MozillaZine

Mozilla 0.9.6 Released

Tuesday November 20th, 2001

mozilla.org today made available for download binaries of the Mozilla 0.9.6 Milestone. The builds are available on the releases page, or you can get them directly from the ftp site.

New to this milestone are fixes for about 1,600 bugs including support for site icons in both the url bar and tabs (expect IE's favicons to show up in 0.9.7), displaying both Windows Bitmap (.bmp) and Windows Icon (.ico) files inline on all platforms, a new print preview implementation, Page Setup improvements on the Macintosh, Mail message 'labels' (Correction: This feature is not fully complete, only parts of the backed have landed.), and a new select and search context menu item, among others. If you are interested in more information on any of these new features, be sure to check out the release notes.

Also, mozilla.org last week released the source code on which Netscape 6.2 was based.


#233 Netscape's Magic -(recommend Mozilla or Netscape?)

by JayeshSh <JayeshSh@netscape.net>

Monday November 26th, 2001 3:17 PM

You are replying to this message

Hello all,

I agree with sleepy that people interested in the principles of open source would love to hear about Mozilla, whereas the "average Joe"/ your Granny would probably find Netscape easier to use.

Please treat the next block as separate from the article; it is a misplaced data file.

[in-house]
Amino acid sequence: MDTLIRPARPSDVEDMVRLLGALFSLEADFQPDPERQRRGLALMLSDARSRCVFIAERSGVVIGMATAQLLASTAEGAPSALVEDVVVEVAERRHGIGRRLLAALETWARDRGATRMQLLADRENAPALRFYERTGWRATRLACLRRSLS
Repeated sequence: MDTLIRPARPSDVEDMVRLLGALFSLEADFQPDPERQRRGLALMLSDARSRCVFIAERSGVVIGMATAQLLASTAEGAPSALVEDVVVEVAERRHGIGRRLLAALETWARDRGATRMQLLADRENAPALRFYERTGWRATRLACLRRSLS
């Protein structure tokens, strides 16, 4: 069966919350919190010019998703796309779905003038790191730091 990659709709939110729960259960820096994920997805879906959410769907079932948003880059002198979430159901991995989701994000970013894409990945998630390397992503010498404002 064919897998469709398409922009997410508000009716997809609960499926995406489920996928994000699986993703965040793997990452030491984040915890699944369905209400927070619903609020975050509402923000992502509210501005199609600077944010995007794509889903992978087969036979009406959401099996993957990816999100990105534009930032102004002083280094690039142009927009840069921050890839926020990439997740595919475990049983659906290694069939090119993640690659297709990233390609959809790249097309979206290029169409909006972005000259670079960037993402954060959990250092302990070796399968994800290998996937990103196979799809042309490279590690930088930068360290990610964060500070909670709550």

I think Netscape has really shown the extent of its magic with its 6.1 and 6.2 releases. I use 6.1 as my main browser, and it feels as complete and polished as an "professional" browser should: from the start up splash screen, to the incredibly elegant AIM in the sidebar, Netscape 6.1 proves what sorcery Netscape is capable of: it has managed to tame the dragon, while not stealing its fire! What I mean is: By working from the already solid work of Mozilla (which may be considered rough around the edges by some) Netscape has released an impressive and professional browser - not only validating the existence of Mozilla, but also providing new hope for those Netizens who do not want to put the fate of their Internet browsing experience in the hands of one company alone. (Say, which company could that be? ;-) )

I am really waiting to see how the world will react to Netscape's release of Mozilla 1.0. Cnet's News.com editors will finally have to overcome their pro-MS bias, and many many users will be convinced of how good a Mozilla browser can be.

Regards,

- Jayesh